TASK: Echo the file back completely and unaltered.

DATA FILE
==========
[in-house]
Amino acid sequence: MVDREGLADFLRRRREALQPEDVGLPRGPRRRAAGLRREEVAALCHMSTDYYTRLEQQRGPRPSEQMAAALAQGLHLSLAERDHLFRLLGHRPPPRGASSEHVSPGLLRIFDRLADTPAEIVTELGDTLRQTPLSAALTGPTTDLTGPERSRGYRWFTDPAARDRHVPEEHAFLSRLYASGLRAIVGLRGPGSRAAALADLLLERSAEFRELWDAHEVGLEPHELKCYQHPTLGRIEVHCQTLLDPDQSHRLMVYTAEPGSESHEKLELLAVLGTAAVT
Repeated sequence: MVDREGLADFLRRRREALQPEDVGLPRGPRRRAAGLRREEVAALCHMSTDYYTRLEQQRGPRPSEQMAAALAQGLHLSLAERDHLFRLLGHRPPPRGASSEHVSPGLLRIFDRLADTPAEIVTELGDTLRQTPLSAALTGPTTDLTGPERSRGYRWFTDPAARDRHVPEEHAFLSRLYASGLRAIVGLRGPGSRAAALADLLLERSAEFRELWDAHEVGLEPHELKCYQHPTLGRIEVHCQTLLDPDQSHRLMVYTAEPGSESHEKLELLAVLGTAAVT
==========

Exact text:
[in-house]
Amino acid sequence: MVDREGLADFLRRRREALQPEDVGLPRGPRRRAAGLRREEVAALCHMSTDYYTRLEQQRGPRPSEQMAAALAQGLHLSLAERDHLFRLLGHRPPPRGASSEHVSPGLLRIFDRLADTPAEIVTELGDTLRQTPLSAALTGPTTDLTGPERSRGYRWFTDPAARDRHVPEEHAFLSRLYASGLRAIVGLRGPGSRAAALADLLLERSAEFRELWDAHEVGLEPHELKCYQHPTLGRIEVHCQTLLDPDQSHRLMVYTAEPGSESHEKLELLAVLGTAAVT
Repeated sequence: MVDREGLADFLRRRREALQPEDVGLPRGPRRRAAGLRREEVAALCHMSTDYYTRLEQQRGPRPSEQMAAALAQGLHLSLAERDHLFRLLGHRPPPRGASSEHVSPGLLRIFDRLADTPAEIVTELGDTLRQTPLSAALTGPTTDLTGPERSRGYRWFTDPAARDRHVPEEHAFLSRLYASGLRAIVGLRGPGSRAAALADLLLERSAEFRELWDAHEVGLEPHELKCYQHPTLGRIEVHCQTLLDPDQSHRLMVYTAEPGSESHEKLELLAVLGTAAVT